Metformin alters the gut microbiome of individuals with treatment-naive type 2 diabetes, contributing to the therapeutic effects of the drug

Posted by: | June 15, 2017 | Comments

nm.4345-F1

Abstract

Metformin is widely used in the treatment of type 2 diabetes (T2D), but its mechanism of action is poorly defined. Recent evidence implicates the gut microbiota as a site of metformin action. In a double-blind study, we randomized individuals with treatment-naive T2D to placebo or metformin for 4 months and showed that metformin had strong effects on the gut microbiome. These results were verified in a subset of the placebo group that switched to metformin 6 months after the start of the trial. Transfer of fecal samples (obtained before and 4 months after treatment) from metformin-treated donors to germ-free mice showed that glucose tolerance was improved in mice that received metformin-altered microbiota. By directly investigating metformin–microbiota interactions in a gut simulator, we showed that metformin affected pathways with common biological functions in species from two different phyla, and many of the metformin-regulated genes in these species encoded metalloproteins or metal transporters. Our findings provide support for the notion that altered gut microbiota mediates some of metformin’s antidiabetic effects.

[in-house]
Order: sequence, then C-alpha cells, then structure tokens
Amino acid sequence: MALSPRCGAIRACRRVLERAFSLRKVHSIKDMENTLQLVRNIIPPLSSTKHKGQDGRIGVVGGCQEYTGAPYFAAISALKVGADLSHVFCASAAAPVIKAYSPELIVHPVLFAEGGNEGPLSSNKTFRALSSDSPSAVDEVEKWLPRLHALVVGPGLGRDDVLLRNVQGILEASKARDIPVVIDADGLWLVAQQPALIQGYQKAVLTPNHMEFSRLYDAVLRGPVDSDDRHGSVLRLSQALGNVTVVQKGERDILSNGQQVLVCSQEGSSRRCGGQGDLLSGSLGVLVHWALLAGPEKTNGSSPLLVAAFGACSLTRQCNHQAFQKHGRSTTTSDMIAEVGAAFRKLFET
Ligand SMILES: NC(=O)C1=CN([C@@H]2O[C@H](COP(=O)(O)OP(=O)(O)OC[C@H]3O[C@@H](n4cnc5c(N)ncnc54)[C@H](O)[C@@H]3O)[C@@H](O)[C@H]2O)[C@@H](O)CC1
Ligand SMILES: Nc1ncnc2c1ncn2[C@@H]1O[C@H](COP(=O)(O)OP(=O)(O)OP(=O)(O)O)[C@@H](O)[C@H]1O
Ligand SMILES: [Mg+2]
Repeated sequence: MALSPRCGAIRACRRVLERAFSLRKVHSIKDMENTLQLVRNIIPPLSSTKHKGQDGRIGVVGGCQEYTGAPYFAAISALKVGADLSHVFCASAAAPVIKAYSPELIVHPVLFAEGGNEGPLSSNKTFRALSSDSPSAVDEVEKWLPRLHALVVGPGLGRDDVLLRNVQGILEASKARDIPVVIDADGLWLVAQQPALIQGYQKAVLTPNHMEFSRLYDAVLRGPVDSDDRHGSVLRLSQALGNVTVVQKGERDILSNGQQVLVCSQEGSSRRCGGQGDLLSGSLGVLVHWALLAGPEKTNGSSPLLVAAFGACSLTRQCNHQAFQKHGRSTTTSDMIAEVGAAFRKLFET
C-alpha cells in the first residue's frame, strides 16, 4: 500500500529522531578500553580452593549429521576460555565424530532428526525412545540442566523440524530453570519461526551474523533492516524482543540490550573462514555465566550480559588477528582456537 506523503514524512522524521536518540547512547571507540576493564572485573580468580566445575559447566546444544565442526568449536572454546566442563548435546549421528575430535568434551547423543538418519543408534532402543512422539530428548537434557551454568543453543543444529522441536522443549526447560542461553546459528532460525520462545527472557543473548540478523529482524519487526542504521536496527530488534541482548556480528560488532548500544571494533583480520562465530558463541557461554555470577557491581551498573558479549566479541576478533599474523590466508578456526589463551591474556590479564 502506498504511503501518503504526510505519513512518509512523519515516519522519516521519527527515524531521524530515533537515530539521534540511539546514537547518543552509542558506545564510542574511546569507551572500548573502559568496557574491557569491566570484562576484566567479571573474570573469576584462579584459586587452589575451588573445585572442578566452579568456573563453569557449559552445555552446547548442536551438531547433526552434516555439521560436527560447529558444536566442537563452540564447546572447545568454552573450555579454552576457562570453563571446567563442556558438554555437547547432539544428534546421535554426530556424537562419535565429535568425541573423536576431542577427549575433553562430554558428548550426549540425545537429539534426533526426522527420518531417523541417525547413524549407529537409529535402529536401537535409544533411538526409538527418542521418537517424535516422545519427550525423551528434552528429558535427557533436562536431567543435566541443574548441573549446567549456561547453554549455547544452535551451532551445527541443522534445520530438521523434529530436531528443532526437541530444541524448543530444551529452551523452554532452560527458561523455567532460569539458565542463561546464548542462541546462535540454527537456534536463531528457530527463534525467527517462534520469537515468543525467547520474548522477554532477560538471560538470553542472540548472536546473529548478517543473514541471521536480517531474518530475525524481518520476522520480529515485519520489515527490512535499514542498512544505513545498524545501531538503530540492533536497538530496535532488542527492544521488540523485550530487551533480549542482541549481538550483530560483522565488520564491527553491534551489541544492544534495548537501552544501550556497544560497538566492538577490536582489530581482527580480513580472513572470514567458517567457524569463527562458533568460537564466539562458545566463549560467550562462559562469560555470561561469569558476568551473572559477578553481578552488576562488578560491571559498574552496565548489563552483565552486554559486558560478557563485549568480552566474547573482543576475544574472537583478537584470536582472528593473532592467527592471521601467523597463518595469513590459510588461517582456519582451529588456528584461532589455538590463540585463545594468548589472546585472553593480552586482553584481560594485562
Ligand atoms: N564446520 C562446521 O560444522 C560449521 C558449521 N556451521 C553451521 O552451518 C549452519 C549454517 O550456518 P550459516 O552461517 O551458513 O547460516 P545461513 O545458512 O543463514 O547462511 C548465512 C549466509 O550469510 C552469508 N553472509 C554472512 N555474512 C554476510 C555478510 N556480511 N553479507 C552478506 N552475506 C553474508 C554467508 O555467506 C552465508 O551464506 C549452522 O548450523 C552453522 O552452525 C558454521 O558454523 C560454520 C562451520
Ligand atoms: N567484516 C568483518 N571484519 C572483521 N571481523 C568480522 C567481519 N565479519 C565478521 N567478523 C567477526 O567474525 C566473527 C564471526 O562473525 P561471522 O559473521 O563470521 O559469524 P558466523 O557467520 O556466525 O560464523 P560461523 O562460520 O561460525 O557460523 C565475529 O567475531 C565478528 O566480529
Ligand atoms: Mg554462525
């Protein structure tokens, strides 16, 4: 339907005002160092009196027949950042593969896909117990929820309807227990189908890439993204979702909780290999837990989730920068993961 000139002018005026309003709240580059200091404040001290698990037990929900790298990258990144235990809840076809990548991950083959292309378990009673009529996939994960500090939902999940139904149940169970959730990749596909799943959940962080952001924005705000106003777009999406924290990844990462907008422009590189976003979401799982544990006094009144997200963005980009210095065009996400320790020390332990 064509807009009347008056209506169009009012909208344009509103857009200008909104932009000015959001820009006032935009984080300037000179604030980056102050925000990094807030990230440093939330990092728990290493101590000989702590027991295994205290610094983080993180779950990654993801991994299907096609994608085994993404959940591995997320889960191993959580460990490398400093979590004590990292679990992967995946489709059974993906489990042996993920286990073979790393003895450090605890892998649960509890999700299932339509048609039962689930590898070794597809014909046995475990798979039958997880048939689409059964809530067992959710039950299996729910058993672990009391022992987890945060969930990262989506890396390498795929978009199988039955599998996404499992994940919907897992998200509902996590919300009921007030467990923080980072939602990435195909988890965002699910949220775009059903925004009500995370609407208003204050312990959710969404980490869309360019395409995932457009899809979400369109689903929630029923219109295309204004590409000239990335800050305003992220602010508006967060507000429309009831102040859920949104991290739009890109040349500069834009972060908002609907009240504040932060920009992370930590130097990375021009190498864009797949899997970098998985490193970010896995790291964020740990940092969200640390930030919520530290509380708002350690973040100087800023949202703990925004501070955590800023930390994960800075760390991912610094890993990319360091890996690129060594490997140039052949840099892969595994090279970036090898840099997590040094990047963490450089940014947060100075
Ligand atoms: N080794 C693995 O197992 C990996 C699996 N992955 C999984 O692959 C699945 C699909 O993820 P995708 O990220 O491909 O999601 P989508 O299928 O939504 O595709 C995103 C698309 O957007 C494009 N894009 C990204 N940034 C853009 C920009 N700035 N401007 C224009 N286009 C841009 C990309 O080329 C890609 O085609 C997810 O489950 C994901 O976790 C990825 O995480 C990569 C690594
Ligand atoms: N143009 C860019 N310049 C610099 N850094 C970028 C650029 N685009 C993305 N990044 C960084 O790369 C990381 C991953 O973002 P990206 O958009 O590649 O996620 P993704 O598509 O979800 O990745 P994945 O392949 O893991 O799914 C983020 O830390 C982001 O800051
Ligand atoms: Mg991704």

Read At: nature medicine

Hao Wu, Eduardo Esteve, Valentina Tremaroli, Muhammad Tanweer Khan, Robert Caesar, Louise Mannerås-Holm, Marcus Ståhlman, Lisa M Olsson, Matteo Serino, Mercè Planas-Fèlix, Gemma Xifra, Josep M Mercader, David Torrents, Rémy Burcelin, Wifredo Ricart, Rosie Perkins, José Manuel Fernàndez-Real & Fredrik Bäckhed. Nature Medicine (2017) doi:10.1038/nm.4345. Received 27 June 2016 Accepted 19 April 2017 Published online 22 May 2017.





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